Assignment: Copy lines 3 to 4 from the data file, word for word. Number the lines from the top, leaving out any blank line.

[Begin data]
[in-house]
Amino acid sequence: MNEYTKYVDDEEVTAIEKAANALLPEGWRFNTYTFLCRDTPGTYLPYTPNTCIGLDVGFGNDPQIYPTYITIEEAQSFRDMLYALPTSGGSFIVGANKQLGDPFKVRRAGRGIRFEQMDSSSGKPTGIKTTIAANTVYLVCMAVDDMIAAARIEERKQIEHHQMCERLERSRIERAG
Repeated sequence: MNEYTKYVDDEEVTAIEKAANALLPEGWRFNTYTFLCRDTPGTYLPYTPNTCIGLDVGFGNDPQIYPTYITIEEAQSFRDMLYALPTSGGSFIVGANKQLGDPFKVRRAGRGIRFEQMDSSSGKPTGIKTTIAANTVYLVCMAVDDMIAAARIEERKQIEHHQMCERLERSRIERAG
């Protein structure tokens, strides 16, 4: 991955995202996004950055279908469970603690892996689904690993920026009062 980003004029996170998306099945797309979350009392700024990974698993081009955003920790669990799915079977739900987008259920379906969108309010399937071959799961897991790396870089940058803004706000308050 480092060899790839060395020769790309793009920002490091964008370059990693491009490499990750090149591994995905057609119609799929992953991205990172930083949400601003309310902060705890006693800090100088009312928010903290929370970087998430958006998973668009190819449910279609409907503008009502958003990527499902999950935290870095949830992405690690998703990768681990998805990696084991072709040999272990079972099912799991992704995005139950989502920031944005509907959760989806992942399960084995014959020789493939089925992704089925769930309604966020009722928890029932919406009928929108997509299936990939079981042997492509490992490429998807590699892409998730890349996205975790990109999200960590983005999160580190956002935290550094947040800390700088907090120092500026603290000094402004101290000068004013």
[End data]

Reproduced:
Repeated sequence: MNEYTKYVDDEEVTAIEKAANALLPEGWRFNTYTFLCRDTPGTYLPYTPNTCIGLDVGFGNDPQIYPTYITIEEAQSFRDMLYALPTSGGSFIVGANKQLGDPFKVRRAGRGIRFEQMDSSSGKPTGIKTTIAANTVYLVCMAVDDMIAAARIEERKQIEHHQMCERLERSRIERAG
């Protein structure tokens, strides 16, 4: 991955995202996004950055279908469970603690892996689904690993920026009062 980003004029996170998306099945797309979350009392700024990974698993081009955003920790669990799915079977739900987008259920379906969108309010399937071959799961897991790396870089940058803004706000308050 480092060899790839060395020769790309793009920002490091964008370059990693491009490499990750090149591994995905057609119609799929992953991205990172930083949400601003309310902060705890006693800090100088009312928010903290929370970087998430958006998973668009190819449910279609409907503008009502958003990527499902999950935290870095949830992405690690998703990768681990998805990696084991072709040999272990079972099912799991992704995005139950989502920031944005509907959760989806992942399960084995014959020789493939089925992704089925769930309604966020009722928890029932919406009928929108997509299936990939079981042997492509490992490429998807590699892409998730890349996205975790990109999200960590983005999160580190956002935290550094947040800390700088907090120092500026603290000094402004101290000068004013």